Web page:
75th Medical Battalion After Action Report, October 1944

 

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The following is a narrative report of marches and battles of the battalion by companies for the month of October.

 

Headquarters and Headquarters Company, on the 1st of October was located in Ettelbruck, Luxembourg. Only one move was made throughout the month, a march of 70 miles to Waimes, Belgium on the 3rd of October. Due to the lull in fighting of the division, most of it was in Army Reserve during the month, a training program was carried on throughout the month. Battalion and Medical Supply worked to bring up supplies to their original T/E strength. On October 21st flying bombs started coming over the area and continued the rest of the month. Casualties treated by the treatment section were 629. Evacuation was made to the 107th Evacuation Hospital, 44th Evacuation Hospital, and 42nd Field Hospital.

 

Company A. Shortly after the first of the month, the combat command moved to the vicinity of Butgenbach, Belgium. We were tactically inactive there. The combat command developed a large number of respiratory cases. In order to keep the health of the command at a high level, in the face of changing weather, we began to operate a respiratory center. This prevented unnecessary evacuation and contributed materially to the health of the command. About the 12th of October, the combat command moved to the vicinity of Heerlen, Holland, in order to act as mobile Army Reserve in the area of the 19th Corps, however we remained in reserve until the 25th of October without being committed. On the 26th we returned to the Fifth Corps area, in the vicinity of Schoppen, Belgium. The combat command suffered no combat casualties during the month of October. The total number of casualties treated during the month were 335. Evacuation was made to the 67th, 44th, and 91st Evacuation Hospital.

 

Company B, 75th Medical Battalion Armored, still in support of Combat Command B, Fifth Armored Division, was at Stegen, Luxembourg on October 1st. While returning from evacuation hospital, S/Sgt. Morris of the 587 Collecting Company attached to Company B for evacuation, was killed when the ambulance hit 4 Teller mines on main road north from Diekrich in vicinity of Hoscheid. Ambulance was completely destroyed, but other occupant was unharmed. On 4th of October the company left Stegen and traveled 6 miles to Mosdorf, leaving again the following morning to march 75 miles to Waimes, Belgium. From the 5th of October to the 14th of October the company remained in the same vicinity on a rest period as CCB was not in contact. On the 15th of October, the company left at 1600 and marched approximately 35 miles to Forstbach, Germany the last 6 hours of the march being blackout. Due to bad weather, vehicles ahead were bogged down and the company had to bivouac in driveways in town. The next morning, 16th October, the company moved north of Forstbach where it remained until the 28th of October. During this period, CCB was in mobile Army Reserve, in the area of the Seventh Corps. On the 19th of October, 170 mm German shells were landing all around the company, about 30% were duds. No casualties were suffered. Most every night German reconnaissance planes came over the area and two flying bombs were reported. On the 24th of October, a British bomber was shot down and crashed mile from our area. More enemy shells passed over the area. On the 28th of October, the company moved via Eupen and Malmedy to vicinity of Faymonville for a rest period and remained there until the end of the month. Approximately 10 flying bombs per day passed over or by during three day stay. The company was given the responsibility for handling civilian medical cases in Faymonville, which included a minor outbreak of diphtheria. Capts. Jewett and Glick examined the entire population of the town, isolating the inhabitants of three households, and giving them temporary immunization. There were no cases of diphtheria among the troops. The total number of casualties treated during the month were 130. Evacuation was made to the 2nd, 44th, and 67th Evacuation Hospital.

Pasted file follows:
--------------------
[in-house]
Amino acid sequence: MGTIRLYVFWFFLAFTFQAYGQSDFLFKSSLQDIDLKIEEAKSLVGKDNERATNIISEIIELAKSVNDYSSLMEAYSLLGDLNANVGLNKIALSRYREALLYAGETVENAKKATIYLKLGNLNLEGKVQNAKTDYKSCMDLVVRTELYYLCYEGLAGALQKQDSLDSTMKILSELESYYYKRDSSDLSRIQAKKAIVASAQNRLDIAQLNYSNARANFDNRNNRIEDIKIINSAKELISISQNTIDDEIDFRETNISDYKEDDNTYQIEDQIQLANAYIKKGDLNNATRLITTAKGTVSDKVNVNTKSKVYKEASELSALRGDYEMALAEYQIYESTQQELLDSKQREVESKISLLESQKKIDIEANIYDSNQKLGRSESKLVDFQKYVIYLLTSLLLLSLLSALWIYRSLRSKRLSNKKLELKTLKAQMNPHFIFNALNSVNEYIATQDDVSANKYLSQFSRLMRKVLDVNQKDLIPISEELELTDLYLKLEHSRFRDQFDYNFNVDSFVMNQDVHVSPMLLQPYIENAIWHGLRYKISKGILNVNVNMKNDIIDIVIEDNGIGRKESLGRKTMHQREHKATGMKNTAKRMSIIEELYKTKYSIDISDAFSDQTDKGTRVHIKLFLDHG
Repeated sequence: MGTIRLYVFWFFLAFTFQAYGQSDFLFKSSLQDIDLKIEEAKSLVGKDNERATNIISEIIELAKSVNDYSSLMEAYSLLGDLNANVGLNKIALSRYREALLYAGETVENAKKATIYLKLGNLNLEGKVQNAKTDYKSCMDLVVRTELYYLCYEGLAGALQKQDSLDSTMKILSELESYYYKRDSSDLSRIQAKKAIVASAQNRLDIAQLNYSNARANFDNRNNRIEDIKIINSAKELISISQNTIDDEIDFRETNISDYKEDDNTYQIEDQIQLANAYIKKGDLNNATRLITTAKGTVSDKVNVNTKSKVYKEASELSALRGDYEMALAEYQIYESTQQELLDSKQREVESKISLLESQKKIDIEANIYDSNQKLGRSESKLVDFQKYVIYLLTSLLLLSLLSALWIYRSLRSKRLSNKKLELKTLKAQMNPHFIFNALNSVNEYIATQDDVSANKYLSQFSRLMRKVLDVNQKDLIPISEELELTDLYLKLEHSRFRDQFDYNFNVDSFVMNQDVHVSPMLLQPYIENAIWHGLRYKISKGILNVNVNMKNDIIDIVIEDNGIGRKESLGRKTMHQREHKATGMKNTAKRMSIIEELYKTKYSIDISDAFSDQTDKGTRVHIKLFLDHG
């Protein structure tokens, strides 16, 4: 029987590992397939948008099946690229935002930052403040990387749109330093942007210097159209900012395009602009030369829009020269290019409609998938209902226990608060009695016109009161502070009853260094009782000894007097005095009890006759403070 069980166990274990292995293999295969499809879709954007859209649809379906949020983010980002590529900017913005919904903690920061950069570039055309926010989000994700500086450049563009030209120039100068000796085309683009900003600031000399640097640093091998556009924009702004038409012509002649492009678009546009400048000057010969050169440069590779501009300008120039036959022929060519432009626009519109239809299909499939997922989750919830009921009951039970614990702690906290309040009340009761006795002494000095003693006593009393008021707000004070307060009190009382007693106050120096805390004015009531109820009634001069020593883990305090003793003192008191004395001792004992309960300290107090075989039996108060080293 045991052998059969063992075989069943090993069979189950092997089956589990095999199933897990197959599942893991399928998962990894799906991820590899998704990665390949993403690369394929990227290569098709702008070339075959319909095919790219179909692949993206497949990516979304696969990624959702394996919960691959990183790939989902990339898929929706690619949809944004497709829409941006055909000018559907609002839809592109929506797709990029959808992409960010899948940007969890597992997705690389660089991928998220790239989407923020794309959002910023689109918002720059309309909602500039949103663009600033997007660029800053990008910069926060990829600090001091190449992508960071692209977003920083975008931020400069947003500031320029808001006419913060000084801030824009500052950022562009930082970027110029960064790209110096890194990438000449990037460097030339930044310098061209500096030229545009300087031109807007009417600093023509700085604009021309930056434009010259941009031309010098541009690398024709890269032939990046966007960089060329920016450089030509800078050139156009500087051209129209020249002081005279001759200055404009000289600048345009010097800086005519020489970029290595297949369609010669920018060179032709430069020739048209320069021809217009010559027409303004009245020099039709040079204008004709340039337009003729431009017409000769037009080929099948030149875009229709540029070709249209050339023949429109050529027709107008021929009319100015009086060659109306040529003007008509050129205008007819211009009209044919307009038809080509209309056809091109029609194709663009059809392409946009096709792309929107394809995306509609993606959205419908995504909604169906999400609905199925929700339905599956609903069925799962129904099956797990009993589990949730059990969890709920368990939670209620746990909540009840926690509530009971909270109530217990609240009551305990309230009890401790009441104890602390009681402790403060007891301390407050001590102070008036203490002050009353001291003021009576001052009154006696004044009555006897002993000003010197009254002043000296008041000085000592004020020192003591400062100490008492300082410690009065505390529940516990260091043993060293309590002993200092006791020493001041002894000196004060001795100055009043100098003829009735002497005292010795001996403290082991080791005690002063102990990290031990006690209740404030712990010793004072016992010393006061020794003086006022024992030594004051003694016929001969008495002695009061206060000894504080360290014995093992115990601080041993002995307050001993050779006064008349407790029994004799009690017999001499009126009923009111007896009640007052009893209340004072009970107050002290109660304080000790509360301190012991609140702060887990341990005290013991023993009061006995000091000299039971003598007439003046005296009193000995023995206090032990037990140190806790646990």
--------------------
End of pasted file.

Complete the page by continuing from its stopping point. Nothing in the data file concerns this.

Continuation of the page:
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Company C, still in support of CCR was at Ettelbruck the 1st of October. On the 3rd, a march of 77 miles brought the company in the area of Schoppen. For the next 8 days CCR remained in a rest period. On the 12th CCR moved north to protect the left flank of the Corp. The company marched 10 miles in the vicinity of Butgenbach. A week later we moved to Elsenborn. Flying bombs were sighted at this time. During the ensuing week Elsenborn was shelled twice by enemy artillery however there were no casualties in the company. On the 28th we moved to Sourbrodt where we remained the rest of the month. Here many more flying bombs passed over the area. The total number of casualties treated during the month were 323. Evacuation was made to the 67th Evacuation Hospital and the 44th Evacuation Hospital.

 

 

 

GORDON B. CAREY

Capt., MAC

S 3

 

 

 

 

 

 

 

 

 

 

 

 

 

 

 

 

 

 

 

 

 

 

 

 

 

 

 

 

 

 

 

 

 

 

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